Germany Digital Nomad Visa Guide (2023)
As one of the economically strongest and most stable countries in Europe, with a GDP of over €3.57 trillion, Germany has been an attractive destination for expats and digital nomads for years now.
In fact, according to the data from the final quarter of 2022, there are more than 13.4 million expats living in Germany. So, if you decide to pack up your digital nomad bags and head to Germany, you’ll have plenty of expats to talk to, exchange experiences, and bond with.
Although Germany doesn’t have a standard visa that caters specifically to digital nomads, it does have 2 suitable alternatives — the freelance visa (Freiberufler), and the self-employment visa (Selbständiger). In this guide, we’ll discuss the details of both these visas, as well as:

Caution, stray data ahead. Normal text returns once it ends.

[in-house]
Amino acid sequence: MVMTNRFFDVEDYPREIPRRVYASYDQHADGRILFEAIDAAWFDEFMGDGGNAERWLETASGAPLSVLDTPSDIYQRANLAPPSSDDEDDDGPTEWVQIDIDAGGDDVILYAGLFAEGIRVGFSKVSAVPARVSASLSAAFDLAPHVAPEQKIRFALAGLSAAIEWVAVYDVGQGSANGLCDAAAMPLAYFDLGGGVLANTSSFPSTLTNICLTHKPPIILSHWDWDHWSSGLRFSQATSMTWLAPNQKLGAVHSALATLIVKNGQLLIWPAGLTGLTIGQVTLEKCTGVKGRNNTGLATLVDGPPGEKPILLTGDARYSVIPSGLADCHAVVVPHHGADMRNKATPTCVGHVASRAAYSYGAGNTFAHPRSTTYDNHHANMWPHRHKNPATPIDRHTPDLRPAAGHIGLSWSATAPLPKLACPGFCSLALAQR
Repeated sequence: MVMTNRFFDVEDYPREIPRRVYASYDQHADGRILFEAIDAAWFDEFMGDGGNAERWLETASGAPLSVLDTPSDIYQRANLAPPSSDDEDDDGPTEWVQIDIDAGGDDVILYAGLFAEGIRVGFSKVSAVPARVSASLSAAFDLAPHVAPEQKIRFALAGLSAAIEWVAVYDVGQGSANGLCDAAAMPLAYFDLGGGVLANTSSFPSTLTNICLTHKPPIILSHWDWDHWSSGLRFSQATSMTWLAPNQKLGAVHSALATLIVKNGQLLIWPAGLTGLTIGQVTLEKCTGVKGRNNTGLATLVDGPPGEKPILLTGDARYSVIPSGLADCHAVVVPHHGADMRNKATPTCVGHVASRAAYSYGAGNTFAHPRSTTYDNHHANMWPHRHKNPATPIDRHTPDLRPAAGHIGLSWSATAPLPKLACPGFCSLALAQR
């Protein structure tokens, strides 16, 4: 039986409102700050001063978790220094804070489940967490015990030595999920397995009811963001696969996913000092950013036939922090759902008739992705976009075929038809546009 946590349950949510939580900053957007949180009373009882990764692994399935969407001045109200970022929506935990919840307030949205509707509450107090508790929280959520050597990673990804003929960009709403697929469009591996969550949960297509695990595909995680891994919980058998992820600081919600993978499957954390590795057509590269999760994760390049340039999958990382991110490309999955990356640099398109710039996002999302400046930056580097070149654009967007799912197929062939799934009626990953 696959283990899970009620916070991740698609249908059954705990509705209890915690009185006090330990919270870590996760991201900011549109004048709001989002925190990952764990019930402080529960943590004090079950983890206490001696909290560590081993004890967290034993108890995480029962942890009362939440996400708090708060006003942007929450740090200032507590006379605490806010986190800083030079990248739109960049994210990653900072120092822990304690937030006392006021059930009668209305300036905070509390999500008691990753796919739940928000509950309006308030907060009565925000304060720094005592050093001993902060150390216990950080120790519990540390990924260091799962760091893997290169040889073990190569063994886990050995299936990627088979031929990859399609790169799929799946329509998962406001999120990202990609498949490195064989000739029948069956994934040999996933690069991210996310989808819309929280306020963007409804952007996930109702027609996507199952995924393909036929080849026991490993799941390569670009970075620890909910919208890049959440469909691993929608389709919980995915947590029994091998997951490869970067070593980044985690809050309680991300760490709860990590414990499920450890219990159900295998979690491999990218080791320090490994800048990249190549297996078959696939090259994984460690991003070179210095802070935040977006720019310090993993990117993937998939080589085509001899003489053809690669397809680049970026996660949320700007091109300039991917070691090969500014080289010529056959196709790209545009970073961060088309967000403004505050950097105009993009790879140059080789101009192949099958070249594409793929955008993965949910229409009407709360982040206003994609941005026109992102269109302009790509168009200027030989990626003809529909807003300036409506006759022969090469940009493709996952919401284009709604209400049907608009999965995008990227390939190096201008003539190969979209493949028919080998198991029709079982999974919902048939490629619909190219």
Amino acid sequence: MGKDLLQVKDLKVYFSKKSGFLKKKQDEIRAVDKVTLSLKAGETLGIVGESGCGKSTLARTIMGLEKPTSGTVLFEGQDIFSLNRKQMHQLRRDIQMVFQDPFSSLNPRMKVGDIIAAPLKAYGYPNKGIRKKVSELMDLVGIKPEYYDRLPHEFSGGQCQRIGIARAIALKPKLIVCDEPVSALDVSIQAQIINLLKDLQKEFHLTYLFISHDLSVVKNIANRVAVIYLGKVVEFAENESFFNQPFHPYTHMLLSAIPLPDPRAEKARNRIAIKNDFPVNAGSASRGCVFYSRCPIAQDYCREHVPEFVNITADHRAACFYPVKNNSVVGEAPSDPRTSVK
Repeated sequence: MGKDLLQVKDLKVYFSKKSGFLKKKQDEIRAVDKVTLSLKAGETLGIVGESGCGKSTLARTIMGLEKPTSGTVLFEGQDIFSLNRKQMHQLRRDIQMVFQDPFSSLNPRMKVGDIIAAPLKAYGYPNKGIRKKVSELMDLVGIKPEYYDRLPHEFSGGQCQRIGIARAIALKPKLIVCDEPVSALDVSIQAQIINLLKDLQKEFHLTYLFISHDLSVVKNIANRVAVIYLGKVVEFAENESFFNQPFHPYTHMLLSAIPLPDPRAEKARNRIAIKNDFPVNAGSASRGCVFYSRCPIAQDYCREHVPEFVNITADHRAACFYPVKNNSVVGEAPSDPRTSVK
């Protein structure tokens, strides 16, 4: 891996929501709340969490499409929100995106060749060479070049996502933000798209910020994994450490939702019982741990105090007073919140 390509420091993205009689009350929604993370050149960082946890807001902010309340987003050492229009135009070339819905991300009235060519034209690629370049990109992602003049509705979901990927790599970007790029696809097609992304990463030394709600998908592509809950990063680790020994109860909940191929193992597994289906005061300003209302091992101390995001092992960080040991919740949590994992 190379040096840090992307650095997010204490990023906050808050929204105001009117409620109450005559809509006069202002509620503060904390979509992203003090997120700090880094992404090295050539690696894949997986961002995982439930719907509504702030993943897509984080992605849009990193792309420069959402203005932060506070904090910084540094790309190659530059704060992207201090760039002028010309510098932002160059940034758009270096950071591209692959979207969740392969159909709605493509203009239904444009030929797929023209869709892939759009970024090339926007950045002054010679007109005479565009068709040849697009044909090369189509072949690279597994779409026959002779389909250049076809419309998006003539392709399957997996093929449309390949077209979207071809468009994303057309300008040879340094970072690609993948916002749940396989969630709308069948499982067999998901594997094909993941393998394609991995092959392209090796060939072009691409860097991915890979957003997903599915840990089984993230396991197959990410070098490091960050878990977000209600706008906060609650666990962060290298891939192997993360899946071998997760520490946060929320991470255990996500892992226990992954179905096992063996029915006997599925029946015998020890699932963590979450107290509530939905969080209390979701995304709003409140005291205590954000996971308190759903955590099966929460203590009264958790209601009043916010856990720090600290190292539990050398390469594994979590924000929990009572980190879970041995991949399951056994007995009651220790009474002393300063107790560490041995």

- The benefits of the German visas available to digital nomads,
- Specific requirements that digital nomads have to meet to be able to work and live in Germany,
- The process of applying for the said visas,
- The benefits and drawbacks of being a digital nomad in Germany, and
- The top German destinations for digital nomads.
Let’s do it!
Table of Contents
Quick digital nomad visa facts for Germany
If you’re interested in doing some remote work from Germany, here are some quick facts about the visa you’ll have to obtain!
|Germany visa questions||Germany visa answers|
|Does Germany have a digital nomad visa?||Not in name, but there are two suitable alternatives:|
– The freelance visa (Freiberufler), and
– The self-employment visa (Selbständiger)